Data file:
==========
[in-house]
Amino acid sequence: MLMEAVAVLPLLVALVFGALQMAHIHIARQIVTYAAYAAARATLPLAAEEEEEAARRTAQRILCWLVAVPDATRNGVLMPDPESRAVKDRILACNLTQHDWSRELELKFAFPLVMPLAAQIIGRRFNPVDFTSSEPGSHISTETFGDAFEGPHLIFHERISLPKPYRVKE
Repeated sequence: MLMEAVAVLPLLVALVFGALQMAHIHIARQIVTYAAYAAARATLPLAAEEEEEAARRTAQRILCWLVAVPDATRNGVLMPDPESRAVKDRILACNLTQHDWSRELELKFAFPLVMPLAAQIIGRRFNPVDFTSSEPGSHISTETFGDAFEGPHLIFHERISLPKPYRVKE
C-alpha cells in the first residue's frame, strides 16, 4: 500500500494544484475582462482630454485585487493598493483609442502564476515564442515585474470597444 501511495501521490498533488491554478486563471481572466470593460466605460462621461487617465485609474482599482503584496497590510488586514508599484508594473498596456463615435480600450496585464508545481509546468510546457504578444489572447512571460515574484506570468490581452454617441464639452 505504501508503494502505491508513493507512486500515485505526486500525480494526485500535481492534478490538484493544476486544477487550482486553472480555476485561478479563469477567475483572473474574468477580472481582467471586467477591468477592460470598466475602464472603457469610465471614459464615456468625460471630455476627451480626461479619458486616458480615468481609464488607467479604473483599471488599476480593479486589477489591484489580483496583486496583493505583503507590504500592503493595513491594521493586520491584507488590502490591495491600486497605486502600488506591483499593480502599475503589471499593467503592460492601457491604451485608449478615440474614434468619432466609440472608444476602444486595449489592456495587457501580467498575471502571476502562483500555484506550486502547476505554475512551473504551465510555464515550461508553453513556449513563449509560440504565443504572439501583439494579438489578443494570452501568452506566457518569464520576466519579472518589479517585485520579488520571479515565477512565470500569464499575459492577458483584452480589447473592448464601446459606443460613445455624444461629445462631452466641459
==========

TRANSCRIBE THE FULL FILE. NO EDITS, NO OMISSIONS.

[in-house]
Amino acid sequence: MLMEAVAVLPLLVALVFGALQMAHIHIARQIVTYAAYAAARATLPLAAEEEEEAARRTAQRILCWLVAVPDATRNGVLMPDPESRAVKDRILACNLTQHDWSRELELKFAFPLVMPLAAQIIGRRFNPVDFTSSEPGSHISTETFGDAFEGPHLIFHERISLPKPYRVKE
Repeated sequence: MLMEAVAVLPLLVALVFGALQMAHIHIARQIVTYAAYAAARATLPLAAEEEEEAARRTAQRILCWLVAVPDATRNGVLMPDPESRAVKDRILACNLTQHDWSRELELKFAFPLVMPLAAQIIGRRFNPVDFTSSEPGSHISTETFGDAFEGPHLIFHERISLPKPYRVKE
C-alpha cells in the first residue's frame, strides 16, 4: 500500500494544484475582462482630454485585487493598493483609442502564476515564442515585474470597444 501511495501521490498533488491554478486563471481572466470593460466605460462621461487617465485609474482599482503584496497590510488586514508599484508594473498596456463615435480600450496585464508545481509546468510546457504578444489572447512571460515574484506570468490581452454617441464639452 505504501508503494502505491508513493507512486500515485505526486500525480494526485500535481492534478490538484493544476486544477487550482486553472480555476485561478479563469477567475483572473474574468477580472481582467471586467477591468477592460470598466475602464472603457469610465471614459464615456468625460471630455476627451480626461479619458486616458480615468481609464488607467479604473483599471488599476480593479486589477489591484489580483496583486496583493505583503507590504500592503493595513491594521493586520491584507488590502490591495491600486497605486502600488506591483499593480502599475503589471499593467503592460492601457491604451485608449478615440474614434468619432466609440472608444476602444486595449489592456495587457501580467498575471502571476502562483500555484506550486502547476505554475512551473504551465510555464515550461508553453513556449513563449509560440504565443504572439501583439494579438489578443494570452501568452506566457518569464520576466519579472518589479517585485520579488520571479515565477512565470500569464499575459492577458483584452480589447473592448464601446459606443460613445455624444461629445462631452466641459